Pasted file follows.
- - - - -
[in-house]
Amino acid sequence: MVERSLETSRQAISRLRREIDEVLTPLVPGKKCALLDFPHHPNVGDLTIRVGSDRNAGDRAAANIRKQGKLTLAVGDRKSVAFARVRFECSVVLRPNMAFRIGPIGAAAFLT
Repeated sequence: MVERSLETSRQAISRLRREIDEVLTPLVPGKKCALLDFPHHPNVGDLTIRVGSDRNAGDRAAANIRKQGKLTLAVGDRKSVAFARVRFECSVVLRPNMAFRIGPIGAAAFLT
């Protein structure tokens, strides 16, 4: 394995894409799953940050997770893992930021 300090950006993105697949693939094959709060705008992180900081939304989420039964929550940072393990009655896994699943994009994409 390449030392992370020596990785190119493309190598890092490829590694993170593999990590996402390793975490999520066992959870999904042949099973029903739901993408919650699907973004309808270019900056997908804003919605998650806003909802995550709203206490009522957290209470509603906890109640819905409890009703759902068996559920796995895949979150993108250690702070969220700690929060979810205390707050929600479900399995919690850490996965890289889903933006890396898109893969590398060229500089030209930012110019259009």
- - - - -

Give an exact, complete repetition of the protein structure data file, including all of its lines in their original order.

[in-house]
Amino acid sequence: MVERSLETSRQAISRLRREIDEVLTPLVPGKKCALLDFPHHPNVGDLTIRVGSDRNAGDRAAANIRKQGKLTLAVGDRKSVAFARVRFECSVVLRPNMAFRIGPIGAAAFLT
Repeated sequence: MVERSLETSRQAISRLRREIDEVLTPLVPGKKCALLDFPHHPNVGDLTIRVGSDRNAGDRAAANIRKQGKLTLAVGDRKSVAFARVRFECSVVLRPNMAFRIGPIGAAAFLT
């Protein structure tokens, strides 16, 4: 394995894409799953940050997770893992930021 300090950006993105697949693939094959709060705008992180900081939304989420039964929550940072393990009655896994699943994009994409 390449030392992370020596990785190119493309190598890092490829590694993170593999990590996402390793975490999520066992959870999904042949099973029903739901993408919650699907973004309808270019900056997908804003919605998650806003909802995550709203206490009522957290209470509603906890109640819905409890009703759902068996559920796995895949979150993108250690702070969220700690929060979810205390707050929600479900399995919690850490996965890289889903933006890396898109893969590398060229500089030209930012110019259009």